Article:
‘Our members are not just names on a piece of paper. I can honestly say I know all of them and the barriers they face,’ she says.
Sharing stories is a key part of this. ‘I encouraged our chief constable Dee Collins to share her story about her experience of breast cancer,’ Anna recalls. ‘It went national and encouraged others to share too. People had tended to come forward only when their impairment began to affect them at work in performance or attendance. But now, people are telling us even if they’re not sharing with the force yet. The main thing is they’re getting the peer support.’
Anna knows what it’s like not to be treated as an individual. ‘I’ve been deaf since I was 12. I was doing well at school but, once I was deaf, I was told wouldn’t be able to go to university and get qualifications. I have dreams just like anyone else and having a disability doesn’t change that. But suddenly I felt that I wasn’t being heard.’
At PurpleSpace, we believe the act of sharing is invaluable. Sharers feel heard; colleagues feel less alone with their own story and so more inclined to share too; and for the organisation it normalises difference and even leverages it. But there’s more to it than even all that: it can have very practical benefits as Anna illustrates using the example of one police volunteer who, despite having a degree, had failed 20 interviews for a paid job with West Yorkshire Police.
‘She has cerebral palsy which causes difficulties with mobility and with cognition leading to anxiety,’ says Anna. ‘We discussed the adjustments she needed in detail - we wanted to go beyond the standard adjustment of ‘extra time’ which hadn’t made any difference previously. I wrote up short pen pictures for her of the interview panel. I drew an organisational structure diagram so she could see where she fitted it. We got her the interview questions an hour beforehand and ensured that she’d visited the interview location prior to the interview itself. All these things ensured that she didn’t just go into the interview cold and therefore anxious. These little tweaks enabled her to get the job on merit, the 21st time. She has passed probation and is now absolutely thriving. This shows the power of reasonable adjustments.’
In short, sharing stories can lead to better adjustments. ’With the right support and adjustments, the world is your oyster,’ says Anna - but it all begins with telling your story. ‘We’ve had people assuming they’ll be medically redeployed but we’ve shown them it need not be like that. Adjustments are not one-size-fits-all. You meet one disabled person, you meet one person.’
However, Anna is aware that the barriers to sharing are particularly pertinent in the police. ‘PurpleSpace have been really useful in helping us unpick the barriers to sharing,’ she says. ‘The very word “disclosure” is a massive barrier. In the police, disclosure is linked to criminal convictions or financial information. We now talk about sharing rather than disclosure.’
There also remains in the police a distinction between the civilian staff like Anna who are subject to the same employment law as everyone else and the operational police who are governed by police regulations. These regulations can be a challenge to sharing. But change is in the offing. ‘There is a national working party on the police fitness test to look at how we can make it better for disabled people. Obviously some level of fitness is needed for the job but does everybody need to be “fully-deployable” in all situations and can the fitness levels we need be measured in a better way?’ A more flexible approach to what it means to be fit for police work could make it easier for disabled police officers to share their stories.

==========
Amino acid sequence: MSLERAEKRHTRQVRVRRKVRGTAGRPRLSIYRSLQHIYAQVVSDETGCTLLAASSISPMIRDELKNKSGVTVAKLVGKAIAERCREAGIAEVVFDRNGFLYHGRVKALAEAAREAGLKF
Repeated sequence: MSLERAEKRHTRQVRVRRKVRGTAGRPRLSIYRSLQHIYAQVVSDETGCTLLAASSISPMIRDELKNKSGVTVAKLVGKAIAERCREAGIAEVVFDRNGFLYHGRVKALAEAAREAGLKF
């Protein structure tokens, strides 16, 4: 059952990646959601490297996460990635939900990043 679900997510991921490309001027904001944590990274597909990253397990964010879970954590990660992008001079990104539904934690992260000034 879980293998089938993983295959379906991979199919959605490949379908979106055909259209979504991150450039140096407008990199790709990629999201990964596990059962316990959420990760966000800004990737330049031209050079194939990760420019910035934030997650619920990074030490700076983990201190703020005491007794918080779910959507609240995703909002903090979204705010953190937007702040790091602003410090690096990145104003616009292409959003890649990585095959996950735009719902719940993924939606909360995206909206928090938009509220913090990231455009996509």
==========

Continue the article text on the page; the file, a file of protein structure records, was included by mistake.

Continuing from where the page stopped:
Anna, who is also secretary of the Disabled Police Association nationally, believes that police attitudes to disability have already come a long way since the case of Fiona Pilkington a decade ago (Google it if you can’t remember) and the bad old days when disabled people were known as ‘sick, lame and lazy’ in the station banter but there is still some distance to go. ‘Disability is where women were a few years ago,’ she says, giving the concrete example of network funding. ‘We have funded coordinators for some police employee network such as the black police network but not yet for disability so everything the Disabled Police Association does is voluntary.’
Anna’s use of stories really takes the value of sharing to a new level. Yes, sharing breaks down barriers and builds bridges but, if someone in your network or in your workplace really understands your story, it also opens doors to more personal, more practical adjustments.
Anna Button was on the Shaw Power list of 100 influential people with a disability (a list compiled by a panel chaired this year by PurpleSpace CEO Kate Nash and headed by TV personality Alex Brooker.)
West Yorkshire Police Disabled Association Fact Box
- Founded 2016
- Shortlisted for the second year running for Staff Network of the Year in the European Diversity Awards
- One of two police members of PurpleSpace
- Marked #PurpleLightUp this year by flying purple flags from all divisional headquarters
Disabled Police Association Fact Box
- Founded 2012
- Executive of 15 (both police officers and staff) from forces all across the UK
- All 43 police forces in England and Wales have a disabled network. (Watch this space. PurpleSpace will be reaching out to them over the coming year.)
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